Coast Guard Stresses Safety In Wake of Boating Death
Written by WSBT 2 - South Bend   
Monday, 07 May 2007 02:08

Witnesses say three men involved in a boating accident on Lake Michigan Sunday in which one of them died were not wearing life jackets. The U.S. Coast Guard says the accident can teach boaters a tough, but important lesson.

Officers say there were life jackets on board the boat, but no one was wearing one. That's not required. But both the Coast Guard and many local boaters say it's a good idea in high winds, because if you fall under the 45 degree water, hypothermia can set in in under 10 minutes. Plus, survivors can lose the ability to stay afloat.

Captain Robert Presson can describe Sunday's Conditions on Lake Michigan for his 36-foot charter boat very simply:

"Very Unsafe," he said.

Winds from the east at 30 knots created three to five foot wave swells and sailing through them can be very challenging.

"With the east wind it gets up under it and it makes it like a vacuum," said Presson. "It's real hard to control."

Thirty-year-veteran fisherman Tom Peterson knows that all too well. He was out in the swells on Sunday.

"Just a six-inch chop [near the shore] and the farther out you got, the rougher it got," he said.

"It looks really good," added his brother Dave Peterson, "but somebody that was a novice could make a mistake and, conceivably go out too far. And once you got out there, [you're] trying to get back, you're going against the waves and it could be an issue."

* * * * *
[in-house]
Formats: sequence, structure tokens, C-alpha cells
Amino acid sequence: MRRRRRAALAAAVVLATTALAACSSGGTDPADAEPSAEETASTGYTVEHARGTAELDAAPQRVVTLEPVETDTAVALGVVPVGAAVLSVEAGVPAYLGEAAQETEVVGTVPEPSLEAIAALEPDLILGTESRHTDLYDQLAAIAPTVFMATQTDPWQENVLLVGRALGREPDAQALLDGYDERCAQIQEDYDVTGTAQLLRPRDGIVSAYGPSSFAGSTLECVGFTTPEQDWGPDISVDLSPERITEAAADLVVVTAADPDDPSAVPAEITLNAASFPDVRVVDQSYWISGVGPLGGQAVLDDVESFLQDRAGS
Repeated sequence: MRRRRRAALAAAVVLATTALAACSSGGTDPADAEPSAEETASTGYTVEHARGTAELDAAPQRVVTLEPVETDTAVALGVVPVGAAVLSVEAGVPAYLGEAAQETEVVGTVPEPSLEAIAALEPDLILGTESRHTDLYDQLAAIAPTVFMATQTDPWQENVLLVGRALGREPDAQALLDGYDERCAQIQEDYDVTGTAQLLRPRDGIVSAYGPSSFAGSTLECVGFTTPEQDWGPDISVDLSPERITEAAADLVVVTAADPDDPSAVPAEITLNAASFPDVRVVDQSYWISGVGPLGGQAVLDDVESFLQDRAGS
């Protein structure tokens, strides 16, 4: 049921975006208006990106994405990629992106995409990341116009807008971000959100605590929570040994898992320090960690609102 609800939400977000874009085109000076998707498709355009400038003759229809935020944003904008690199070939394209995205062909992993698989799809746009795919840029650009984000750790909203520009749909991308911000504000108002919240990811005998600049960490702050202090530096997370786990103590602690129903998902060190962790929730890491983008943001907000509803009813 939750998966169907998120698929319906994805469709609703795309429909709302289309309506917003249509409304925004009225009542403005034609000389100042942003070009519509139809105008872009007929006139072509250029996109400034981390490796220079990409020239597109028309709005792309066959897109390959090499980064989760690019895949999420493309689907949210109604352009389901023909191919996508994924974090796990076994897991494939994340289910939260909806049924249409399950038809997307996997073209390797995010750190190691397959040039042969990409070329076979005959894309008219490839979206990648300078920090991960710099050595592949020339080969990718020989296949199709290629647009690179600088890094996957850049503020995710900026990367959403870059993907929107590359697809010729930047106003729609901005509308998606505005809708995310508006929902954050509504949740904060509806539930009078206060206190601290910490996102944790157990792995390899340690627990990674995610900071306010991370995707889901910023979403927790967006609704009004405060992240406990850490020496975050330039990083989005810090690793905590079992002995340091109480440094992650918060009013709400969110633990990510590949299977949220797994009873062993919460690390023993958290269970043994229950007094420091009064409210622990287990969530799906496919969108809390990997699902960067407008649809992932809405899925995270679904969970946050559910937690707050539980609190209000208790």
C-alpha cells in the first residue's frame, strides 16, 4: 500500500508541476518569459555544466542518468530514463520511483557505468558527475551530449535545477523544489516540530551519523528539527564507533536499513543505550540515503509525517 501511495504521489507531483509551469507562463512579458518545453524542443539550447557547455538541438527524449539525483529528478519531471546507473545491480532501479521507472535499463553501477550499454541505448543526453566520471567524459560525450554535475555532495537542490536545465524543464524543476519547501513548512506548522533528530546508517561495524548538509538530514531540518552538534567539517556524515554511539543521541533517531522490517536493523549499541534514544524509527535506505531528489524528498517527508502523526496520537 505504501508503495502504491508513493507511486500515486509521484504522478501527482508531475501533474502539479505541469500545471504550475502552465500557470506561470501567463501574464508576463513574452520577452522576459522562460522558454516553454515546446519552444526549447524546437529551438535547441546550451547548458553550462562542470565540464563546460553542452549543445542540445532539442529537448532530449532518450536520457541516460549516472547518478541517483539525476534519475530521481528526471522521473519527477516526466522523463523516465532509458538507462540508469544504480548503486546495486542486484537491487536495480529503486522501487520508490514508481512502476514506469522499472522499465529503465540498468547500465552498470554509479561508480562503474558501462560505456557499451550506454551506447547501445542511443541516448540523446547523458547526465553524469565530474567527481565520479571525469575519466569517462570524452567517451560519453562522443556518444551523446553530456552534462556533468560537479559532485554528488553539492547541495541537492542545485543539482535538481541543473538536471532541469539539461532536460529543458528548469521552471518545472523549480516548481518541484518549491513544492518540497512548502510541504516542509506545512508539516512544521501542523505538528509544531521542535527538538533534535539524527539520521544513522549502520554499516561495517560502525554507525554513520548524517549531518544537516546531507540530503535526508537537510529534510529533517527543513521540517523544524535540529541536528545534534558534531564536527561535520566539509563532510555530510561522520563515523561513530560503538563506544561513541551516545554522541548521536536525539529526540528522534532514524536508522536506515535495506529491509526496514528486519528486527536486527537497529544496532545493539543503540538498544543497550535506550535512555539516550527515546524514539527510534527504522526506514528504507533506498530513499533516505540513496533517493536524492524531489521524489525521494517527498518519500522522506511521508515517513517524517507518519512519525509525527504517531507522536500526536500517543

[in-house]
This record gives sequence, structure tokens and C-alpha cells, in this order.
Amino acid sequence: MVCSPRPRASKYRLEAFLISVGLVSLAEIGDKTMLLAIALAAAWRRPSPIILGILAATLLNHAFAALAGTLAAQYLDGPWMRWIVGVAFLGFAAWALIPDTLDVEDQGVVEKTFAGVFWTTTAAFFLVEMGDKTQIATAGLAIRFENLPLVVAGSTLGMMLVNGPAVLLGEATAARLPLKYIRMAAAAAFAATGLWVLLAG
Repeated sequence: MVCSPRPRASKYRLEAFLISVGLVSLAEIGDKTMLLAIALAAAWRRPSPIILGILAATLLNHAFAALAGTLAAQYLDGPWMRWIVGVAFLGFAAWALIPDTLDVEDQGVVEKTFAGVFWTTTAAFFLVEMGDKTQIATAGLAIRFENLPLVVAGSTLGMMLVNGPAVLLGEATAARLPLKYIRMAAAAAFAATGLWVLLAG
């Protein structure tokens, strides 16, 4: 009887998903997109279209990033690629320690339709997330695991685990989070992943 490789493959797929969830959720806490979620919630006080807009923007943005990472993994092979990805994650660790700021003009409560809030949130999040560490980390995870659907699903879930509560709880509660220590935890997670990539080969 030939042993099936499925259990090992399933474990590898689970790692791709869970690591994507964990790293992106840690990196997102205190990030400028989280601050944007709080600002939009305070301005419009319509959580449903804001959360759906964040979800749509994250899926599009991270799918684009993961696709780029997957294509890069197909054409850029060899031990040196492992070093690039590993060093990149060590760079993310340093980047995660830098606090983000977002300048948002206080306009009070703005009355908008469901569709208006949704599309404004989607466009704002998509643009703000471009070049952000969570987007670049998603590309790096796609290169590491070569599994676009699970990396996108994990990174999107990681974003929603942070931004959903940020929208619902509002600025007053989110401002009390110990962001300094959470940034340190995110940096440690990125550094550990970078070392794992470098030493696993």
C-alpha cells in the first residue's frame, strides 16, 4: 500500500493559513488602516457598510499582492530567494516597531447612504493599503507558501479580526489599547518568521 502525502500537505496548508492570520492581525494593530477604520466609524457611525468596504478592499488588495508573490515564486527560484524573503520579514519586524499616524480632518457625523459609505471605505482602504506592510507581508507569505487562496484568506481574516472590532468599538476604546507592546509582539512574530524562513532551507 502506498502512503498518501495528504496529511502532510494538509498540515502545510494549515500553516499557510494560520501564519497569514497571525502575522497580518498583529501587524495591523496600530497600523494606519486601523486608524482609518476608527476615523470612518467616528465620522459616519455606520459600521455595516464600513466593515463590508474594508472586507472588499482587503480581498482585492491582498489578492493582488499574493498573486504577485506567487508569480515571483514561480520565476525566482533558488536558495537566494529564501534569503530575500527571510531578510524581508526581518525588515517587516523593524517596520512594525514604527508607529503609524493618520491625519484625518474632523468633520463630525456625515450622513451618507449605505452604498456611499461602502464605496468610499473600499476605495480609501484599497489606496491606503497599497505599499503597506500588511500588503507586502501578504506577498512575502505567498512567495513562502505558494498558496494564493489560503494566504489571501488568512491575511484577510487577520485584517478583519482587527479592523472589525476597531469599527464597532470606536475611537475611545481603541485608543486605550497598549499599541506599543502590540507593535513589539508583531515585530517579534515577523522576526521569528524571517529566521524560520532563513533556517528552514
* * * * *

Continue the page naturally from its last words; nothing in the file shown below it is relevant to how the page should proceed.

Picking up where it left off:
Still, many accidents can be avoided by taking some simple safety steps--steps the Coast Guard says many people ignore.

"People don't think lifejackets are comfortable, so they don't wear them," says U.S. Coast Guard Petty Officer 2nd Class Corey Sheets. "Wind and the waves out there can be very dangerous at times. For precautions you have to know what the weather is and know what your limitations are. And if you're aware of that, put your life jacket on."

Officer Sheets says it can be tough when that advice is ignored:

"It always takes a toll," he says. "Death on anybody takes a toll."

And Sunday, that toll got a little worse. Just two hours after pulling a dead body from the lake, officers were called to save another fisherman. Dennis Heae was onboard a sailboat about eight miles west of St. Joseph. He sliced off his finger in rigging when his sailboat was slammed by a wave.

For veteran boaters like the Petersons and Presson, it's a clear example that clear thinking and prevention can save lives.

"If they're saying it's unsafe, best bet it is unsafe," says Presson. "It's not worth the chance."

The capsized boat was still floating adrift about three miles offshore from the beach Sunday night. A private contractor is expected to right it and tow it to shore Monday, so the Coast Guard can learn more about what caused it to capsize.
 
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